Five Reasons Why Wineries Night Harvest Chardonnay Grapes

Why night time is the right time for winemakers

Today, night harvesting has been embraced as the best way to harvest chardonnay wine grapes, with many of the finest wineries in the world practicing the method. Here are five reasons veteran winemaker Rob Davis of Jordan Winery has night harvested chardonnay grapes since 2000.

IT PRESERVES THE PURITY OF THE FRUIT

Keeping grapes cold protects the delicate flavors, skins and pulp. Heat can “cook” fruit and make it flabby, destroying important acidity and softening pulp so the fruit tastes “fat.” By picking when fruit is chilled, the grapes remain clean and fresh. You can taste the difference in the juice even before it’s made into wine—it’s crisp and rich and dances on the tongue.

IT SHOWCASES BALANCED FRUIT FLAVOR

Many California Chardonnays tend to be ripe, full-bodied and buttery, with higher alcohol levels. But Jordan Chardonnay’s style is Burgundian, highlighting complex fruit, notes of earth and minerals, and a crisp, lively character boasting Fuji apple and citrus flavors. Cold temperatures keep acidity higher, minimize phenolic extraction of the skins and keep astringency in check. Warmth also changes the sugar composition of grapes, and can promote undesirable wild yeast fermentation. Higher sugar levels lead to the higher alcohols that Jordan avoids. By picking chilled, the resulting wine is fruit-forward but elegantly balanced, showcasing stone fruit nuances and vibrant acidity.

IT’S GOOD FOR THE VINEYARD TEAM

In the beginning, it was a bit of challenge to recruit night picking crews for Jordan. Working at night was a novel idea, and it took some convincing for vineyard workers to change their ways.

All our Chardonnay grapes are picked strictly by hand, making it extremely hard, meticulous work. Although the Russian River Valley may get cold at night, the days can be very warm, and the crew quickly realized the benefits of not laboring through hot, sunny days. Pickers were able to work faster, and they’re also paid higher wages for working at night.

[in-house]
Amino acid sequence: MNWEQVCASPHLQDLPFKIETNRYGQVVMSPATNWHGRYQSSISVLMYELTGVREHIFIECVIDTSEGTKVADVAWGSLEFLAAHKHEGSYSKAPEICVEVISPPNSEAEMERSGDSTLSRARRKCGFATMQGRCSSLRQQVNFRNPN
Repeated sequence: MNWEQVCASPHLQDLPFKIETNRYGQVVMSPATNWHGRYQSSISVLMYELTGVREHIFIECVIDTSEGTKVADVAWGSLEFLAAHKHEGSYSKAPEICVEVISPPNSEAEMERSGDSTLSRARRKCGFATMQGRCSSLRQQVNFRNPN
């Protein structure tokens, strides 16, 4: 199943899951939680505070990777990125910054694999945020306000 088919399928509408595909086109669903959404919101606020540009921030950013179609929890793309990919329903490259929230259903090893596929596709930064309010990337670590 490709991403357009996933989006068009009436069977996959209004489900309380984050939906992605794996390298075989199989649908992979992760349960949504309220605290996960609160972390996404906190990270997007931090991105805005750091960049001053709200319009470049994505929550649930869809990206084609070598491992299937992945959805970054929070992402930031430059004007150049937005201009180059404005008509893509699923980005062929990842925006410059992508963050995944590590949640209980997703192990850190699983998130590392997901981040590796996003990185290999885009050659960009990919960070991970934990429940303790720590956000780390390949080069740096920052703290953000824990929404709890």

IT MAXIMIZES WINERY EFFICIENCY

Jordan uses just one hopper to receive grapes and send them to crush. And sometimes chardonnay and cabernet sauvignon harvests overlap. Cabernet grapes like warmth—it brings the rich, silky Bordeaux style that is the hallmark of Jordan Cabernet Sauvignon. The crew harvests and manages the chardonnay grapes through the night, then switch to the cabernet grapes during the day. Interestingly, picking the grapes when they’re cold saves energy, because they don’t have to be mechanically pre-chilled before they’re crushed.

Winemaker Rob Davis of Jordan Winery

IT’S FUN

There is something magical about being awake in the wee hours, when the rest of the country is so still and quiet. We attach lights to a tractor, and move swiftly through the dark vines. Davis has an amateur interest in astronomy, and he tries to take a moment to gaze up at the sky and count the stars during each pick. If there’s a full moon, it makes night harvest even more special.

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Born and raised in rural Kansas, Lisa Mattson fell in love with wine during college in South Florida and worked for a wine magazine before moving to Northern California. Her days are spent being a writer, photographer and videographer for Jordan Winery and nights cooking Thai food or microgreen salads. When she’s not eating and sipping her way through Sonoma County, she travels the world with her husband in search of the best restaurants, snorkeling spots and tiki bars.

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